Picture this scenario:

You’re having a fantastic dreaming experience. The visuals are fascinating, the events – mind-blowingly awesome. As you get more and more excited about everything happening around you, you suddenly wake up but still find yourself thrilled by the sensations that just a moment ago were your only reality.

“What a dream!” you think to yourself as you rush to talk about it to your friends or family members. The wacky details you recall now make it obvious that you were dreaming, and you’re slightly upset that you didn’t take advantage of the experience to turn it into a lucid dream.

However, the scenery around you is still a bit off. There’s an idea lingering at the back of your mind that this could also be a dream, but you quickly brush it off – after all, you just woke up. To your surprise, as the reality around you becomes increasingly more bizarre, you wake up once again – but this time for real.

If the story sounds familiar, you may have experienced something called a “false awakening.” In fact, there’s very little reason to think that you haven’t – most of us have had this dreaming scenario at least once in our lives.

The concept of dreams within dreams was known for as long as dreams themselves. At the dawn of the 20th century, the psychoanalyst S. Freud had a go at deconstructing these bizarre occurrences. He thought that placing a particular aspect of reality in a dream within a dream was an attempt of the mind to rob it of its significance and obliterate it. It was undoubtedly fueled by Freud’s ideas of dreams being the catalyst of suppressed emotions, desires, and sexual fantasies. If the dream is regarded as the repressed part of the human mind, it’s only logical to assume that the dream within a dream is something that the unconsciousness has even less desire to uncover and acknowledge.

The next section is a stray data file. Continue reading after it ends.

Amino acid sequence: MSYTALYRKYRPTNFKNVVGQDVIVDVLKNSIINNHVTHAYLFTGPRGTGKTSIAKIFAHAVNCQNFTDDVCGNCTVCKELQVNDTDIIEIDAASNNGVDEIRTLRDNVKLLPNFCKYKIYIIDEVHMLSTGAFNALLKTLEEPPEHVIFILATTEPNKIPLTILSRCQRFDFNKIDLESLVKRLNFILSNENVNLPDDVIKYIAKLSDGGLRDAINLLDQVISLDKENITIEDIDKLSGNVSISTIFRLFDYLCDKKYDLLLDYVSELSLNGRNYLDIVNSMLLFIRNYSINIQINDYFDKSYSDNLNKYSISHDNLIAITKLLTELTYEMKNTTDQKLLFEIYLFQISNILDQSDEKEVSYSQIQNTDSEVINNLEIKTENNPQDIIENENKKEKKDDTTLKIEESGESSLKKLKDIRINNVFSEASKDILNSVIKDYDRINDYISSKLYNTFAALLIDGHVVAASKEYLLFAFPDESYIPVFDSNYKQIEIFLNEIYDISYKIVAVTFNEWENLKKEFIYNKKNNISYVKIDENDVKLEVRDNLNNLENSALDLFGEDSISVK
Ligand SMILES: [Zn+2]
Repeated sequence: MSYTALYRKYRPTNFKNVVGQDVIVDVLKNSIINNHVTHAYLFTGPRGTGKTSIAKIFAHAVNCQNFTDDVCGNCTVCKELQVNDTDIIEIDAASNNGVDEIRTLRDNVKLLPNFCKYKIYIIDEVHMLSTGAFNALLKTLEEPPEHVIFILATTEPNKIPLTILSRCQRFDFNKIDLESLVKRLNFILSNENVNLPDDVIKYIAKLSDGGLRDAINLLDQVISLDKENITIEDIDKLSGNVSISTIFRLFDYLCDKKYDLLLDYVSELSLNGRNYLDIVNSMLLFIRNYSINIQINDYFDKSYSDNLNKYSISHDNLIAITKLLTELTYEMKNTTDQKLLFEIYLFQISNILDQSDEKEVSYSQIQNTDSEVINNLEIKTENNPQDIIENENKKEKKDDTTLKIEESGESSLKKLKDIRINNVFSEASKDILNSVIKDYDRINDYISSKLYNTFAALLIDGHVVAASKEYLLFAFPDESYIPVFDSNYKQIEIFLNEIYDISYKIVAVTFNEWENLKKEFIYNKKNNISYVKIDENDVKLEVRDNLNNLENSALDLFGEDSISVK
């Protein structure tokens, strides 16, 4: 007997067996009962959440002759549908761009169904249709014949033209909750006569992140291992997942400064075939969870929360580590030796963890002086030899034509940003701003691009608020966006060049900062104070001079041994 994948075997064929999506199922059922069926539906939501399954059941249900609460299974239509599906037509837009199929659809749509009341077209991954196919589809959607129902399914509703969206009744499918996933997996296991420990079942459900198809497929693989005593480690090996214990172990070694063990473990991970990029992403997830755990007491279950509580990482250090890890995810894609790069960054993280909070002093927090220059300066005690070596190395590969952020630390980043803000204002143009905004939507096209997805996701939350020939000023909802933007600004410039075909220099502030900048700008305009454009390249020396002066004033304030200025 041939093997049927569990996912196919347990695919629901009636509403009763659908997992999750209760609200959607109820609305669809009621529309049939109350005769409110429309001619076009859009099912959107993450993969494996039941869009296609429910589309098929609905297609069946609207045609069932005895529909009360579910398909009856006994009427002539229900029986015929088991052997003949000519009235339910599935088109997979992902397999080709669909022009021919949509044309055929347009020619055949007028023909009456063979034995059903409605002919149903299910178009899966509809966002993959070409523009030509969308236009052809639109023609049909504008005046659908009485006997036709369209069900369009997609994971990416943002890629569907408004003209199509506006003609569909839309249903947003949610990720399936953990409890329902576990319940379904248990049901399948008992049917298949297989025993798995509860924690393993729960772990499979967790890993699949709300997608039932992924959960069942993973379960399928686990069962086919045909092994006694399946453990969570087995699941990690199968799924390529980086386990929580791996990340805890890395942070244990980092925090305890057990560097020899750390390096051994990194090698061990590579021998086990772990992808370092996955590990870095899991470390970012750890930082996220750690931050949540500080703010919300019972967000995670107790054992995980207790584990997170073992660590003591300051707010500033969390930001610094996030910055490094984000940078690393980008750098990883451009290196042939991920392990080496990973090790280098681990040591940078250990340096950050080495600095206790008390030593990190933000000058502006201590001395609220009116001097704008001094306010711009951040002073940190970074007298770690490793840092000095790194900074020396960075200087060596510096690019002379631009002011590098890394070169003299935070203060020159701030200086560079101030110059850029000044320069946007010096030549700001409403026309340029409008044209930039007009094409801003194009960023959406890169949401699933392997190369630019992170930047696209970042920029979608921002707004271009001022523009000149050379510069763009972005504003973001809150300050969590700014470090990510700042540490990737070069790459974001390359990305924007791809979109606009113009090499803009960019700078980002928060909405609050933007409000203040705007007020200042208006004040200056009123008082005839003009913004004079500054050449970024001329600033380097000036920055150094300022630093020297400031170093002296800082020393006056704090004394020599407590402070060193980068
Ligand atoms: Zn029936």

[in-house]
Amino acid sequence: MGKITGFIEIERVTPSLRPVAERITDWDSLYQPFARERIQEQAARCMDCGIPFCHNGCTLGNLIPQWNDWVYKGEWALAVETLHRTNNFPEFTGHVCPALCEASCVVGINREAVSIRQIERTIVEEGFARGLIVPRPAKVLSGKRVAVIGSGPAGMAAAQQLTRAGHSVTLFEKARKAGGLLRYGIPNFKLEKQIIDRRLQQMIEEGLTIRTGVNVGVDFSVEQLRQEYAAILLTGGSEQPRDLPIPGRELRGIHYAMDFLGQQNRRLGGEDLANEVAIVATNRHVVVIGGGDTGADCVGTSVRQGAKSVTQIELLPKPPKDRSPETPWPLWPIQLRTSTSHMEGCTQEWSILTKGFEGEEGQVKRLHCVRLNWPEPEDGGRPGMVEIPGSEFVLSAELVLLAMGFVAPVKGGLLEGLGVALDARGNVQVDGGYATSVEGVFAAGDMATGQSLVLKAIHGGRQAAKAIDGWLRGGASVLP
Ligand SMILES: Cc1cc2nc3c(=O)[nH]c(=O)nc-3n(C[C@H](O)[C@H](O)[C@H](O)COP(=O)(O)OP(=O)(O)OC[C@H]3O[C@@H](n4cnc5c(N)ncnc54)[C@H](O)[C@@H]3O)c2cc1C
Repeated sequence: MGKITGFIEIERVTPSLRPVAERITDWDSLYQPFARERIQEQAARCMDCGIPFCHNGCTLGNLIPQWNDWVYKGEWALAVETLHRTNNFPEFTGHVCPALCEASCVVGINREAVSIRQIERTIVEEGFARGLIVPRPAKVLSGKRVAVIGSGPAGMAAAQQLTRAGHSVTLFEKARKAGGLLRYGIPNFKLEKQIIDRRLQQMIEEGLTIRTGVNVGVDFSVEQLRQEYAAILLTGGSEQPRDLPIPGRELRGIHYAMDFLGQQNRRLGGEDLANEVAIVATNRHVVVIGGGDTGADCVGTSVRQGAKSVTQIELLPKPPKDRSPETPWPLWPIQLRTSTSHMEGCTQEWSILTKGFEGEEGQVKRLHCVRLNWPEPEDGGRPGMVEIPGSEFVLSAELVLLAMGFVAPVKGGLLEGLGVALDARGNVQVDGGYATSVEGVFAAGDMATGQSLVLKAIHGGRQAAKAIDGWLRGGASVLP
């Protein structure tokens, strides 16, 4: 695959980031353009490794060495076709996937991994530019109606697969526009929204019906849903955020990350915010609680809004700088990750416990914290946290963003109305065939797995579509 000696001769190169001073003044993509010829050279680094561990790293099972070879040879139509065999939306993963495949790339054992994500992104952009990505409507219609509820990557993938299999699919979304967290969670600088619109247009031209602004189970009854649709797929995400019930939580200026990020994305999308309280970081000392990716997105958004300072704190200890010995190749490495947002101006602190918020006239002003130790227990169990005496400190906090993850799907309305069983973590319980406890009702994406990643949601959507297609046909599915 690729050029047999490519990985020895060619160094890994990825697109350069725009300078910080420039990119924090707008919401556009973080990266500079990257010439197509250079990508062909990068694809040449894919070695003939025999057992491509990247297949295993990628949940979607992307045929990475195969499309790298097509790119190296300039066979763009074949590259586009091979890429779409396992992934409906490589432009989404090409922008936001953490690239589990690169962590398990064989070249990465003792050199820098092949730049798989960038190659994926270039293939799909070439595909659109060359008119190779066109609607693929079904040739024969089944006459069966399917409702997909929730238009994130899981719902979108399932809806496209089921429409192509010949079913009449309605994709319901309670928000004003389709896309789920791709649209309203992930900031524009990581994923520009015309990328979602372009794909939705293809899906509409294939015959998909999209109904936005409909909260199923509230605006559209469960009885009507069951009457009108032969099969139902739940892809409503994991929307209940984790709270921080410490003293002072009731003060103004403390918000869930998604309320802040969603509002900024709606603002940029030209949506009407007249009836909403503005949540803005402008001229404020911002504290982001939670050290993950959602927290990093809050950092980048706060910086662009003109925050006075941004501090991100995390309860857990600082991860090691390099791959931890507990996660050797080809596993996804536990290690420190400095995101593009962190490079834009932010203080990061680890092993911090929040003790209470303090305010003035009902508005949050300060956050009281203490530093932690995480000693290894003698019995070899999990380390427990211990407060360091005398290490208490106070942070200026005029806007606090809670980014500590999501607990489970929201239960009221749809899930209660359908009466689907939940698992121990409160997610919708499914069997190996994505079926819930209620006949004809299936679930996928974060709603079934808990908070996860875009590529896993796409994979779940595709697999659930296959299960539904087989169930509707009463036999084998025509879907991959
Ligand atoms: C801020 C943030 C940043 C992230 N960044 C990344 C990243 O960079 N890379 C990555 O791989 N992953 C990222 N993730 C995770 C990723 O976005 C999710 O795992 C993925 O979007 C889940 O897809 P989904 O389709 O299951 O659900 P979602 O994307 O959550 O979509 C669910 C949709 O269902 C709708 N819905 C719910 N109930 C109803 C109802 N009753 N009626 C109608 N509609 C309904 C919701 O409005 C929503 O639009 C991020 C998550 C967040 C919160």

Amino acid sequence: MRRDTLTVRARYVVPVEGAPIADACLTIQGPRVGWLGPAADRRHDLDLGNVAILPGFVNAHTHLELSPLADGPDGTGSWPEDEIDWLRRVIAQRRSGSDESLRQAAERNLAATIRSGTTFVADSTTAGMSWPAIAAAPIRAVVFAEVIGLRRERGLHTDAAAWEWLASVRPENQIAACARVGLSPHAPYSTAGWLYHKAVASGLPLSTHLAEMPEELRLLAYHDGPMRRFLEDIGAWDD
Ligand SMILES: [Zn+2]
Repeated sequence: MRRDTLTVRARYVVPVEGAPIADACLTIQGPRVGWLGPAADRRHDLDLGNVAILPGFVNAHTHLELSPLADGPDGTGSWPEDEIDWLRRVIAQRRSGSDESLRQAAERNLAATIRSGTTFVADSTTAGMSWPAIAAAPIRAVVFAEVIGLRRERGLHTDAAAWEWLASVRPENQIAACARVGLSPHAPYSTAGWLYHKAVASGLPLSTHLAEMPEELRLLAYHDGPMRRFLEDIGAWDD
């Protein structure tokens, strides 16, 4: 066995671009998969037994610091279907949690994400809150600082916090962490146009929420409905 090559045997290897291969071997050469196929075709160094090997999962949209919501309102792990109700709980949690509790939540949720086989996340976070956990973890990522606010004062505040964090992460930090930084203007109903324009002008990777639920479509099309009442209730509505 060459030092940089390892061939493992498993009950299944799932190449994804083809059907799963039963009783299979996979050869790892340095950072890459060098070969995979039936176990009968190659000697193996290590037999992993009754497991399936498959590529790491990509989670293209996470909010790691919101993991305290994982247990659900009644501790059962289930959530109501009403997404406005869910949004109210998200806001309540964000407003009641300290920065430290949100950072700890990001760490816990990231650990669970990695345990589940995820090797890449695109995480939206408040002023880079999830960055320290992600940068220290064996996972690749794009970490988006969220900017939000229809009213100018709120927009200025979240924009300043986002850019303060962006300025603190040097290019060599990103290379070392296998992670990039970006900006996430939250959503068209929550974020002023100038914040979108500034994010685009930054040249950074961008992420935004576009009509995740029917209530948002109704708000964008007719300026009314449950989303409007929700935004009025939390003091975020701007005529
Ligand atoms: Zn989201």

Nowadays, Freud’s ideas about repressed desires manifesting themselves in the dream world are frequently frowned upon. On the other hand, the scientific perspective of dreams having no meaning behind them at all is also an extreme position.

Lucid dreamers, in particular, will hardly disagree with the notion that their conscious dream voyages are meaningless.

What about dreams within dreams? Psychologists suggest that these occurrences may be closely related to lucid dreams. During a false awakening, the mind becomes much more conscious of its surroundings, similar to what’s happening during a lucid dream.

That is exactly why you should always be aware and ready to question the reality around you.

In addition to practicing reality checks every day as frequently as possible, you should also get into a habit of performing a reality check every time you wake up from a dream. After all, if you’re trying to have as many lucid dreams as possible, there’s a higher chance that you’ll experience dreams within dreams on a much more frequent basis. Reality checks will allow you to distinguish between fantasy and reality and take advantage of the situation at hand.

You have nothing to lose and everything to gain. Good luck, (lucid) dreamer!